The New York Court of Appeals has advised that, "although a product may be reasonably safe when manufactured and sold and involve no then known risks of which warning need be given, risks thereafter revealed by user operation and brought to the attention of the manufacturer or vendor may impose upon one or both a duty to warn." Cover v. Cohen, 61 N.Y.2d 261, 275, 473 N.Y.S.2d 378, 385 (1984). However, that court has also explained that, "the nature of the warning to be given and to whom it should be given . . . turn upon a number of factors. . . . Generally, the issue will be one of fact for the jury whose function will be to assess the reasonableness of the steps taken by the manufacturer or vendor in light of the evidence concerning the factors . . . presented in the particular case, as well as any expert testimony adduced on the question." Cover v. Cohen, 61 N.Y.2d at 276-277, 473 N.Y.S.2d at 386 (citations omitted).

  The case at bar does not present any unique circumstance that would take it out of the general class of cases the New York Court of Appeals spoke about in Cover, The Court finds Page 16 that questions of fact exist in this case concerning the need for either an advisory(ies) or a post-sale warning(s). Questions of fact also exist in this case concerning the type of warning(s), if any, that should have been issued and what effect, if any, such a warning would have had upon the plaintiff or the purchaser of the meat grinder, JR. In such a circumstance, summary judgment is inappropriate.

 Plaintiffs Expert

  Rule 702 of the Federal Rules of Evidence provides the following:

If scientific, technical, or other specialized knowledge will assist the trier of fact to understand the evidence or to determine a fact in issue, a witness qualified as an expert by knowledge, skill, experience, training, or education, may testify thereto in the form of an opinion or otherwise, if (i) the testimony is based upon sufficient facts or data, (ii) the testimony is the product of reliable principles and methods, and (iii) the witness has applied the principles and methods reliably to the facts of the case.
In Daubert v. Merrell Dow Pharmaceuticals, Inc., 509 U.S. 579, 113 S.Ct. 2786 (1993), the Supreme Court explained that a federal trial court has a gatekeeping responsibility when opinion evidence is sought to be presented to a jury. The court must ensure that the testimony to be presented to the jury is based upon methods and procedures that are reliable; that is, "more than subjective belief or unsupported speculation." Daubert, 509 U.S. at 590, 113 S.Ct. at 2795. The testimony of the witness whose opinion is sought to be presented to a jury must also be relevant to an issue that is the subject of the trial, since Rule 402 of the Federal Rules of Evidence makes clear that irrelevant evidence is not admissible at a trial.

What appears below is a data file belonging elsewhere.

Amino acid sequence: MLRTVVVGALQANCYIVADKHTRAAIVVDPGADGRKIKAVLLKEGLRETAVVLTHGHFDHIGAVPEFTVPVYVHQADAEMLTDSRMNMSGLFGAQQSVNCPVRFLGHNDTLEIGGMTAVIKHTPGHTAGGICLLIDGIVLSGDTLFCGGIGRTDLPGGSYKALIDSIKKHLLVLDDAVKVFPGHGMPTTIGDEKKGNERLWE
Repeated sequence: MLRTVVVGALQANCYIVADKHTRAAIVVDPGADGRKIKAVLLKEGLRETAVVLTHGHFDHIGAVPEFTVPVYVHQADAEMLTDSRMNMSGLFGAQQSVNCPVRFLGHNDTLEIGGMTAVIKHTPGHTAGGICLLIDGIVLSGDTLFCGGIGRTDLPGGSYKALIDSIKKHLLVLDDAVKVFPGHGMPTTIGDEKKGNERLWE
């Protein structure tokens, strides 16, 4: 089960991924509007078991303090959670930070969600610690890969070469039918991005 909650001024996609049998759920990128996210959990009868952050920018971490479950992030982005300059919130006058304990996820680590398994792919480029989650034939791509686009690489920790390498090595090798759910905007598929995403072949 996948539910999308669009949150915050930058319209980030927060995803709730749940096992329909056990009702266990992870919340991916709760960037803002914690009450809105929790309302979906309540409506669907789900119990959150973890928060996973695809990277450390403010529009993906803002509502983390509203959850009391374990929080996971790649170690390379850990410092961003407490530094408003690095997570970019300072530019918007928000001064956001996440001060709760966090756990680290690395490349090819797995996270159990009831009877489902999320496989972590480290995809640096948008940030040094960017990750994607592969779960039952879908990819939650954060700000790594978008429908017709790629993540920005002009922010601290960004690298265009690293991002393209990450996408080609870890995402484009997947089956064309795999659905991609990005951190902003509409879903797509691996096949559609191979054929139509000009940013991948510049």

When a party seeks to elicit opinion evidence from a witness, an application should be made in accordance with Rule 104(a) of the Federal Rules of Evidence that the trial judge determine "whether the [witness] is proposing to testify to (1) scientific knowledge that (2) will Page 17 assist the trier of fact to understand or determine a fact in issue. [Such an application permits the trial judge to make an] assessment of whether the reasoning or methodology underlying the testimony is scientifically valid and [] whether that reasoning or methodology properly can be applied to the facts in issue." Daubert, 509 U.S. at 592-593, 113 S.Ct. at 2796.

  A motion for summary judgment is an inappropriate vehicle through which to obtain a determination under Daubert concerning the admissibility, at trial, of opinion evidence that a party wishes the jury to consider. The purpose of a motion for summary judgment is not to delve into the reliability of the methods and procedures employed by a proffered opinion witness. A motion for summary judgment is designed to determine whether there are material issues of fact in dispute that must be resolved at a trial or whether, as a matter of law, a party to a litigation is entitled to judgment. Therefore, the Court finds that the defendant's challenge, through the instant motion, to the plaintiffs proposed opinion witness is inappropriate and should be addressed through a pretrial application to the trial judge in accordance with Rule 104(a) of the Federal Rules of Evidence. See, e.g. Brooks v. Outboard Marine Corp., 234 F.3d 89, 91 (2d Cir. 2000). Identification of the Cylinder's Manufacturer

  Under New York law, in a product liability case, a plaintiff must establish that the product at issue is that of the defendant. See Hymowitz v. Eli Lilly and Co., 73 N.Y.2d 487, 504, 541 N.Y.S.2d 941, 945 (1989). The defendant contends that, inasmuch as the meat grinder cylinder that was purchased by JR is no longer available, the plaintiff cannot establish, as it must, that the defendant manufactured that cylinder. Page 18